Their issues with the ball have begun to stack up, because once Glenn Philips’ golden arm stopped working, it’s become obvious that teams can get after those further down the list.
Jimmy Neesham is going worse than Sam Curran – barely bowlable – and, amazing as he has been with the bat, Rachin Ravindra is also a bit of a liability with the ball.
They’ve been hit for 388 by Australia, 357 by South Africa and 200 within 26 overs by Pakistan, plus an easy chase for India. That, to put it politely, ain’t very good.
Then again: they lost Lockie Ferguson and Matt Henry, two key seamers, to injury, and a third, Tim Southee, has really struggled. Most sides would suffer as a result and New Zealand’s depth is paper thin, so they can’t really be blamed for it.
The ultimate example of that poor luck was against Pakistan, with the chase managed to go hard early in the knowledge that rain probably would decide the game.
DLS said Pakistan won, but the previous several thousand games of ODI cricket would suggest that the pace of that chance would have been more than a little difficult to maintain all the way up to 402.
Now their finals spot is in jeopardy and, while only Sri Lanka stand between the Black Caps and the semis, Net Run Rate could very much come into it and Pakistan play second.
6 – Afghanistan (-1)
You have to feel for Afghanistan. They play probably the best they’ve played in the whole tournament to batter Australia into a pulp, only for Maxwell to raise them from the dead.
Is there anything more they could have done? Well, the ESPNCricinfo predictor, if you believe that, had them at 99.79 per cent chance of winning, so not really.
Before that, they dealt with the Dutch handily and, across the piece, have been far, far better than anyone expected.
Mostly that’s been because of what they’ve done with the bat, best exemplified by Ibrahim Zadran’s century, their first ever at this level. Shame, really, that it wasn’t the only century in the game…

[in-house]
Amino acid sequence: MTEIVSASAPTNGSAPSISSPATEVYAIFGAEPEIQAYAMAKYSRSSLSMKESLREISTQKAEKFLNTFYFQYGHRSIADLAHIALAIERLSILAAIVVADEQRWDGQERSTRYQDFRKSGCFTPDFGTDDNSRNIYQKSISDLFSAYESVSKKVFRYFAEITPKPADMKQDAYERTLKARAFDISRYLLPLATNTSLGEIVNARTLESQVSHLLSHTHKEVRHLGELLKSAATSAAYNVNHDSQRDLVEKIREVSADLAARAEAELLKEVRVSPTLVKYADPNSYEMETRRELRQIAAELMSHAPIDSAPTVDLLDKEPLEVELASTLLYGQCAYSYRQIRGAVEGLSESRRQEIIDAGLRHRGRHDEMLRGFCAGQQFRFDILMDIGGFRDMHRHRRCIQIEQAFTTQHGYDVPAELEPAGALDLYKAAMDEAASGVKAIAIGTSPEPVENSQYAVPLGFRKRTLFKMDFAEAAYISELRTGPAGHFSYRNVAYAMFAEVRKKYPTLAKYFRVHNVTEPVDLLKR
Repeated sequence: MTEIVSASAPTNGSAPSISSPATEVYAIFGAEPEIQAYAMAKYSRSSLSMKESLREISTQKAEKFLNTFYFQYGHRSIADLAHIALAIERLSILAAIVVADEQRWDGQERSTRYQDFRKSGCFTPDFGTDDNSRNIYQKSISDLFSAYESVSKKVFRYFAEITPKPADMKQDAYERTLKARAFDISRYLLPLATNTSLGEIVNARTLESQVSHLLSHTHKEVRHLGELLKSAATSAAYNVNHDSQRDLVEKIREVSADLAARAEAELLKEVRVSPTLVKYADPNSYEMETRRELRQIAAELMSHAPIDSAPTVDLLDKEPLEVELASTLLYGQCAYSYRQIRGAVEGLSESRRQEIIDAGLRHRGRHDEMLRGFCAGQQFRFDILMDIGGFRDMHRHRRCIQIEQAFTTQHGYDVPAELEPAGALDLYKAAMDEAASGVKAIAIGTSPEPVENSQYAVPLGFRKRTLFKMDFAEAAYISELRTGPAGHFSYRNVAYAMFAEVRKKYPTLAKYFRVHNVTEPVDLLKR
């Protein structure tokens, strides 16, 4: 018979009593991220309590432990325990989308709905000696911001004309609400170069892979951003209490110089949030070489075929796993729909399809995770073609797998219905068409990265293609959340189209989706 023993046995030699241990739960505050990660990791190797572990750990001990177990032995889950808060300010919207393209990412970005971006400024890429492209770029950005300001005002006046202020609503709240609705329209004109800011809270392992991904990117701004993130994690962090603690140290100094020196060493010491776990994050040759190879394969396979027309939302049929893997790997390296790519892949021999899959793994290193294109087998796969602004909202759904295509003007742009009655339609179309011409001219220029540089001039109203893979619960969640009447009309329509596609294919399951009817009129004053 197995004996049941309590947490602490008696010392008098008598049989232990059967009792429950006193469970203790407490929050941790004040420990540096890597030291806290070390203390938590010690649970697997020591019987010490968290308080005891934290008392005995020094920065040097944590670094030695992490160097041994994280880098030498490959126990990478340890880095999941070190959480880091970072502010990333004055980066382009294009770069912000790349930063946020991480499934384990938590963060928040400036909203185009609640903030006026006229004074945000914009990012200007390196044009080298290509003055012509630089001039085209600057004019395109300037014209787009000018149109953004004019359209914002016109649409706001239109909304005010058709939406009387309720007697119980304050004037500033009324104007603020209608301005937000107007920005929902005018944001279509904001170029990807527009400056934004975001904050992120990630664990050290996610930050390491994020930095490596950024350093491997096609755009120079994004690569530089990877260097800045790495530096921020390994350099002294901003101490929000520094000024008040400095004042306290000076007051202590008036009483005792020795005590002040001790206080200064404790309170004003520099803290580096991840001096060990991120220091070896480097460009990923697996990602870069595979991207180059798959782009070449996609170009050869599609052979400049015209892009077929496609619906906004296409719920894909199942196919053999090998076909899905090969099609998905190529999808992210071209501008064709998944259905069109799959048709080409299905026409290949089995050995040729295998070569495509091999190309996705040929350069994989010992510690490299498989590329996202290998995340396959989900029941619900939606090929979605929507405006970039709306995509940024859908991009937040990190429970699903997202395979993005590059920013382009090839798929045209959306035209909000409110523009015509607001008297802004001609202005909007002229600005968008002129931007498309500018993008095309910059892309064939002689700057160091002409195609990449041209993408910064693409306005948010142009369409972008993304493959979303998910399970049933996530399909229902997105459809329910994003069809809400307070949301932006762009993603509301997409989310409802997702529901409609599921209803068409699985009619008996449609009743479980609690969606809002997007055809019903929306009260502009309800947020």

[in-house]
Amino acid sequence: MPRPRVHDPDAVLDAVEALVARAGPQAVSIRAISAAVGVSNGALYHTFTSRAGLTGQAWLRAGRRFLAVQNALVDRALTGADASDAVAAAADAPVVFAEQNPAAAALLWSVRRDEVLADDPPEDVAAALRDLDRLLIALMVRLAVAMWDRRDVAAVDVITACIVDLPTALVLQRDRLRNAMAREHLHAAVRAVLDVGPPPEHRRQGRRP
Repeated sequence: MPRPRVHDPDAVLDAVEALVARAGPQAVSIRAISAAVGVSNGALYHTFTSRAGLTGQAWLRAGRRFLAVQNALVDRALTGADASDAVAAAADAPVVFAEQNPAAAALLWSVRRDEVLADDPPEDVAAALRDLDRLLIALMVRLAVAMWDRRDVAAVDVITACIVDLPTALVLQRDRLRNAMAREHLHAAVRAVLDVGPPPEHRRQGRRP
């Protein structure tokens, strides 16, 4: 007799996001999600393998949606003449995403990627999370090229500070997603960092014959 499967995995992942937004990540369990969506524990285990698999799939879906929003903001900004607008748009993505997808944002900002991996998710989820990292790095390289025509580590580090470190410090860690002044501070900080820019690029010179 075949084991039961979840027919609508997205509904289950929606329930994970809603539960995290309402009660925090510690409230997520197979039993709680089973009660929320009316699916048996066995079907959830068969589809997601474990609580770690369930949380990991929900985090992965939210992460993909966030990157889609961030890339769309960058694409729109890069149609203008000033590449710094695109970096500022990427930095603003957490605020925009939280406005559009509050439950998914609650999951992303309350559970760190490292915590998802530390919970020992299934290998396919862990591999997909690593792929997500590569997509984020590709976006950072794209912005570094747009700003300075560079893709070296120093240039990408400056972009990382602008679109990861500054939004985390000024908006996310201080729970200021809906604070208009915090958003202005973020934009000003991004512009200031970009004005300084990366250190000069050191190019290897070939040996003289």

7 – Sri Lanka (-)
Cricket is full of time wasting so there’ll be no sympathy in that regard from this column. Sri Lanka have been decent mostly despite plenty of structural issues, and Dilshan Madushanka remains one of the best at this tournament, even if everyone else does have a tendency to let them down.
8 – Bangladesh (+1)
There’s no ‘splitting the cricket world’ or ‘spirit of cricket’ here: Shakib Al-Hasan’s decision to appeal for a timed out and then not withdraw it was both appropriate and hilarious.
Angelo Mathews took an age and Shakib’s bit is being that guy, so fair play. Well, maybe not ‘fair play’, more ‘accurate play’, but you get the point.
The midst of it Bangladesh gave a decent account of themselves, for once, reminding the world that they can actually play relatively well when they put their minds to it. Admittedly, that’s annoying because they so rarely have put their minds to it, but still…
9 – Netherlands (-1)
Winning isn’t everything, but it is a lot of things. In the Dutch’s case, as has been evident from the very start of the tournament, it absolutely isn’t everything, because the way they have approached the World Cup has been first class.
Upbeat, positive cricket, played with a purpose, by a bunch of blokes who are simultaneously happy to be there and determined to make the absolute most of their appearance on the biggest stage.
They have acted like they were there to win throughout, even though deep down nobody thought they would get so much as a single victory, because that’s what you do at World Cups.
They’ve been brilliant and only added to 2023’s big event – unlike, say, other teams…
10 – England (-1)
England sent out their fielding coach to do pre-match media duties for the game against the Netherlands, if you were wondering how this is all going.
Regardless of them belting the suitcase out of the Dutch on Wednesday night, they deserve last place for the spineless, shiftless way they’ve approached being rubbish, and for being rubbish in the first place, given the wealth of talent at their disposal.
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It’s shameful and also totally out of keeping with the general mood of England since the Bazball revolution, which has been to play upbeat, single-minded cricket and to embrace what happens. Oh for a dash of that now.